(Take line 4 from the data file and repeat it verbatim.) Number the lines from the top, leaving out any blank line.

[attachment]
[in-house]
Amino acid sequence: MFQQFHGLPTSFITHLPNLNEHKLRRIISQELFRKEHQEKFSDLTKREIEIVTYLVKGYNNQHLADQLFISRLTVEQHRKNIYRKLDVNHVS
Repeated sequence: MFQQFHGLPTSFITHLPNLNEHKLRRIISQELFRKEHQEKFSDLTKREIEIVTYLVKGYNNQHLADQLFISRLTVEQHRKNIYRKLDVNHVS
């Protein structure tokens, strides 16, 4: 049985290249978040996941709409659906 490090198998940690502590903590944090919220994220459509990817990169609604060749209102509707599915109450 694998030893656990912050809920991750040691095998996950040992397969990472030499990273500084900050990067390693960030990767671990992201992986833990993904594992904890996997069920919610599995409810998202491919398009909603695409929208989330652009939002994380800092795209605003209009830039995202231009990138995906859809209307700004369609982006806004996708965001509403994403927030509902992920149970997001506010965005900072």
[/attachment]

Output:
């Protein structure tokens, strides 16, 4: 049985290249978040996941709409659906 490090198998940690502590903590944090919220994220459509990817990169609604060749209102509707599915109450 694998030893656990912050809920991750040691095998996950040992397969990472030499990273500084900050990067390693960030990767671990992201992986833990993904594992904890996997069920919610599995409810998202491919398009909603695409929208989330652009939002994380800092795209605003209009830039995202231009990138995906859809209307700004369609982006806004996708965001509403994403927030509902992920149970997001506010965005900072």